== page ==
Michelson A. A. Light waves and their uses (1903)

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Light Waves and Their Uses

line was not produced by homogeneous vibrations, but was double, treble, or even more complex. The distances between the components of these compound lines are so small that it is practically impossible, except in a few cases, to observe them in the ordinary spectroscope.

The following diagrams (Figs. 62-8) present a number of these visibility curves. Thus Fig. 62 represents that obtained from the red radiation of hydrogen. The curve to the right represents the visibility curve, while on the left the corresponding distribution of the light is drawn. Beginning at a difference of path zero, the visibility was

FIG. 62

100, and at one millimeter it was somewhat less, and so on, until at about seventeen millimeters we find a minimum. As the difference in path increases, we find that there is a maximum at twenty-three millimeters. After that the curve slopes down, and at about thirty-five millimeters it disappears entirely. Since the curve is periodic, we may be pretty sure that this red line of hydrogen is a double line. This fact, I believe, has never yet been observed, though the distance between the two components is not beyond the range of a good spectroscope, being about one-fortieth or one-fiftieth of the distance between sodium lines.1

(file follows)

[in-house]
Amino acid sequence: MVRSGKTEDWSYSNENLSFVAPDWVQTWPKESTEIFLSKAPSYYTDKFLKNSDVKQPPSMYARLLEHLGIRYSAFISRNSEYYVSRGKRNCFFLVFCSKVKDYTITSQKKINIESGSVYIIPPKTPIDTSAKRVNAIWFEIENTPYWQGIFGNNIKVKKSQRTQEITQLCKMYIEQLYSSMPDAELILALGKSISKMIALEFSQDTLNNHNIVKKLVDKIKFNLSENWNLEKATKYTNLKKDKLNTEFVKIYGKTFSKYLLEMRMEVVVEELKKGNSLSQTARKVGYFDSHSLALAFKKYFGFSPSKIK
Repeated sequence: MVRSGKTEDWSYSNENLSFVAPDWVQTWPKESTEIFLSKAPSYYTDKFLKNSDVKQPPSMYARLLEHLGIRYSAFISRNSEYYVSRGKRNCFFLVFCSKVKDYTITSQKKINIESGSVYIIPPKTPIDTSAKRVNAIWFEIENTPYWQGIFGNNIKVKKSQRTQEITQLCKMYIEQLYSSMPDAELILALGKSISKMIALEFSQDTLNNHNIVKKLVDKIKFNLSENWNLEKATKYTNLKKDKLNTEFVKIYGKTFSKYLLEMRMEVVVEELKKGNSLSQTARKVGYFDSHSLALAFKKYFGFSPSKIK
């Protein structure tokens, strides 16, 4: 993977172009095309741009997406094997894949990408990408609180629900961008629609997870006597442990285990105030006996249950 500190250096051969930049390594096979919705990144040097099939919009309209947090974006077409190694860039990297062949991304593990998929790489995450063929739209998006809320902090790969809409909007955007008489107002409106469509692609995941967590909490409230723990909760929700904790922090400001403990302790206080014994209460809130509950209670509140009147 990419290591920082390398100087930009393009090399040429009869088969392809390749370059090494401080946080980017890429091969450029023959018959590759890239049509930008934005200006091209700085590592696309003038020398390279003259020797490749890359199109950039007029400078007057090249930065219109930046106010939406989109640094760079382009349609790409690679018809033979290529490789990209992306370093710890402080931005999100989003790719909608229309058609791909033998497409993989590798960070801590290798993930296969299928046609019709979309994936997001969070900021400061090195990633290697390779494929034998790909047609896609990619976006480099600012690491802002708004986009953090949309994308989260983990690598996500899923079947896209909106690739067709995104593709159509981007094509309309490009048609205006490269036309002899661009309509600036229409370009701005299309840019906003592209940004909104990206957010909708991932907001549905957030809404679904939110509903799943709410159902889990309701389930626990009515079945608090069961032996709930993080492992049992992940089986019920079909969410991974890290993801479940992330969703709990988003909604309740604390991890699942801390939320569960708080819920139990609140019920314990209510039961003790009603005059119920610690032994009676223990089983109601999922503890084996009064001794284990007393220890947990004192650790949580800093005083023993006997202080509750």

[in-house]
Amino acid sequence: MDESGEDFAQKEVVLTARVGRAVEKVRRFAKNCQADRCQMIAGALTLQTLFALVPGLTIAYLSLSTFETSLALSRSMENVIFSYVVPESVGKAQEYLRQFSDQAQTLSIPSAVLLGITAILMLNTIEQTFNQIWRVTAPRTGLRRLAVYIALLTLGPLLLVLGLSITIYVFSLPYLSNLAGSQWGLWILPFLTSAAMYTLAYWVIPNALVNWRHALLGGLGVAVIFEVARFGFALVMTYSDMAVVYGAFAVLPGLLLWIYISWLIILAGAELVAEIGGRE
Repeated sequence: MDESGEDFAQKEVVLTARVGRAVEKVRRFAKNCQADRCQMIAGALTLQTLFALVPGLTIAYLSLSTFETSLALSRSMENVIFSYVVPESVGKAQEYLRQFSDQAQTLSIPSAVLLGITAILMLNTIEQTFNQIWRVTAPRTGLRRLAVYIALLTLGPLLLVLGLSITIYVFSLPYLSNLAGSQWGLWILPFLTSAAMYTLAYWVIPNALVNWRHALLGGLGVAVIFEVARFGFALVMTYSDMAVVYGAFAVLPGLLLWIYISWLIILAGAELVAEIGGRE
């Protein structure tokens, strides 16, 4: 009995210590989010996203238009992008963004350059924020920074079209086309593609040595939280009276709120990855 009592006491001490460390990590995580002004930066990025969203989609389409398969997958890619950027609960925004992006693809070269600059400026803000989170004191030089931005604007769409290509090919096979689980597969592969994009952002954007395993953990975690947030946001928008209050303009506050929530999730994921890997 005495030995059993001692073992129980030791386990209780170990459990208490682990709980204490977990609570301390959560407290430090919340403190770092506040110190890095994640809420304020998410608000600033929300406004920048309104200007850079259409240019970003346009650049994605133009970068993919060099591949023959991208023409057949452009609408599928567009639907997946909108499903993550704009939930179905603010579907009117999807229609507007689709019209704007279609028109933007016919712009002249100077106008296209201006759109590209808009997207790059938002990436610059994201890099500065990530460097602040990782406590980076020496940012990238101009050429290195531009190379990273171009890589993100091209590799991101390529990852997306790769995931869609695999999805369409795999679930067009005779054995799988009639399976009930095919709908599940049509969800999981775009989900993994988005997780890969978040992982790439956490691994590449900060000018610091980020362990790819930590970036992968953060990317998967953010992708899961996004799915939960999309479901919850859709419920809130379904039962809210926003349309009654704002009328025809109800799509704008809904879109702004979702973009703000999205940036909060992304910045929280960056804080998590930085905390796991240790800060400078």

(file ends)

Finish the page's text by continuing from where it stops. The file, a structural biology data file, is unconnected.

Fig. 63 represents the curve which was obtained from sodium vapor in a vacuum tube. When we burn sodium at atmospheric pressure—as, for example, when we place sodium

l This prediction has since been amply confirmed by direct observation.

Interference Methods in Spectroscopy 79

glass in a Bunsen flame—the visibility curve due to its radiations diminishes so rapidly that it reaches zero when the difference of path is about forty millimeters; it is practically

impossible to go farther than this. It is seen that the curve is periodic, which would indicate that each one of the sodium lines is a double line. The intensity curve at the left represents one of the sodium lines only. The other, on the same scale, would be distant about half a meter. We can from this get some idea of the relative sensitiveness of this process of light-wave analysis, as compared with that of ordinary spectrum analysis. It will be observed that the intensity curve shows still another small component which corresponds to still another longer period, but the existence of these short companion lines is not absolutely certain.

Fig. 64 represents the curve of thallium. The oscillation shows that it is a double line, and not very close. The distance between the components is about one-sixtieth of the distance between the sodium lines. We have also a longer oscillation which shows that each one of the components is